In 2020, Alberta Blue Cross® furthered our commitment to championing diversity, equity and inclusion by increasing our community impact investments to support organizations who champion them while addressing social justice issues.

While Alberta Blue Cross sponsored events held by YW Calgary in the past, we saw a new opportunity to support programs they offer directly to vulnerable individuals. This led to our partnership to support YW Calgary’s Transitional Housing program for women experiencing housing insecurity, domestic violence, mental health struggles, addictions or other barriers. Having provided 41,000 nights in a YW bed for women and children seeking shelter and safety, YW Calgary saw the prolonged economic downturn coupled with the pandemic pushed women even further out of the workforce—a phenomena known as the she-cession.

The Transitional Housing program provides safe and affordable housing for women in crisis or transition, as well as individualized supports, including helping them recover from trauma, focus on healing, develop financial stability and find secure, permanent housing. YW Calgary connects program participants to community resources to further support them in their personal growth journey, building independence and self-reliance. While in the Transitional Housing program, women have 24/7 access to client support, counselling and other life-skill building resources offered by YW Calgary, such as employment and budgeting workshops and walking and meditation groups.

Community engagement activities are also a key component of the program. One such activity is the Inglewood Community Garden initiative, which supports the emotional health of residential clients and helps them build skills for personal interest, healthy eating and possible training for future employment.

The Inglewood Community Garden provided this opportunity to YW Calgary at a low cost—they only needed to purchase seeds and provide staff while Inglewood supplied everything else required for the program from program development, training and schedules to garden beds, water and tools.

The program team created a workbook to guide participants through planting and garden maintenance for the summer. The workbook is designed to help keep the gardeners on track and support their continued learning, with a place to record types of plants, care instructions and more.

Starting with 10 women of various ages and skill levels, the program soon welcomed a few more participants as word spread about the community garden. All participants have some experience gardening, but eagerly looked forward to participating and learning from past gardening mistakes. They were most interested in getting outside, being in nature and collaborating on a common goal.

“I work all day long on personal things, so this is a great escape from it all.” – program participant

One participant was excited to make friends and another is excited to grow sage and sweetgrass for Indigenous smudging ceremonies. Growing one’s own plants gives greater spiritual and symbolic meaning through personal connection to the land.

“I’m just so happy to let my thoughts go. Gardening teaches patience, but also how to be in the moment. I’ve been feeling really isolated lately, so being here and making friends is a plus.” – program participant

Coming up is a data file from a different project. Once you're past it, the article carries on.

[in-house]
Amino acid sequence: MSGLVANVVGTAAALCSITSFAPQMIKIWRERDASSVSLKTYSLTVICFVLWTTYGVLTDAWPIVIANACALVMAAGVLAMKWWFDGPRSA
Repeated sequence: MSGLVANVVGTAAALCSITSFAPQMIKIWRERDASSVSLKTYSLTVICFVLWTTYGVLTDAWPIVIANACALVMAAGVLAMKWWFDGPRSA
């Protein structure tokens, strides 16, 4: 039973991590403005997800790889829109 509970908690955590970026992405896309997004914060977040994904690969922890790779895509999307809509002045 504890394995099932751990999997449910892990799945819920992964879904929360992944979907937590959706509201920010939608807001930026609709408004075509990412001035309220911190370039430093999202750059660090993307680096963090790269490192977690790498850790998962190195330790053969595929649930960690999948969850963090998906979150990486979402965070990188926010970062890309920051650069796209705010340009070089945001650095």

On the first day of the program, participants planted spinach, carrots, cucumbers, peas, beets, onions, potatoes and flowers. During the second week, they learned how to properly transplant tomato plants and planted kale and marigold.

Participants planting some vegetables and flowers on the first day of the program.
Participants learning about the beehives from the resident beekeeper.

The second and third week of the program saw beautiful, warm weather and participants appreciated being in the garden. Volunteer gardening expert, Diane, is an inspiring leader for the program and an active volunteer with the Inglewood Community Garden. She has provided participants with many useful tips on “cram” gardening, how to keep soil healthy and how to properly transplant seedlings. Participants also helped with weeding the flower beds and berry bushes.

There’s nothing quite like ripping out a tall weed from its roots!” – Freshia Corpus, YW Calgary

Seedlings started to sprout during the second and third week of the program.

Participants helping weed berry bushes.

This garden initiative promotes community involvement and connection, while following COVID-19 protocols, as a safe social and recreational activity for residents. The program team is hoping to host an end-of-season harvest meal for program participants if restrictions allow.

We continue to look forward to updates on the progress of their community garden program and wish the group a very happy harvest in the fall.

About YW Calgary

Voted one of Maclean’s Top 100 Charities of 2020, YW Calgary provides preventive and restorative services to women and their families to help them thrive. YW Calgary is committed to supporting people experiencing domestic violence, advocating for mental health, and enabling women’s economic prosperity.

In collaboration with donors, government and other social agencies, YW Calgary provide programs that build a safer and more equitable community. Learn more about YW Calgary at ywcalgary.ca.

Leave a Reply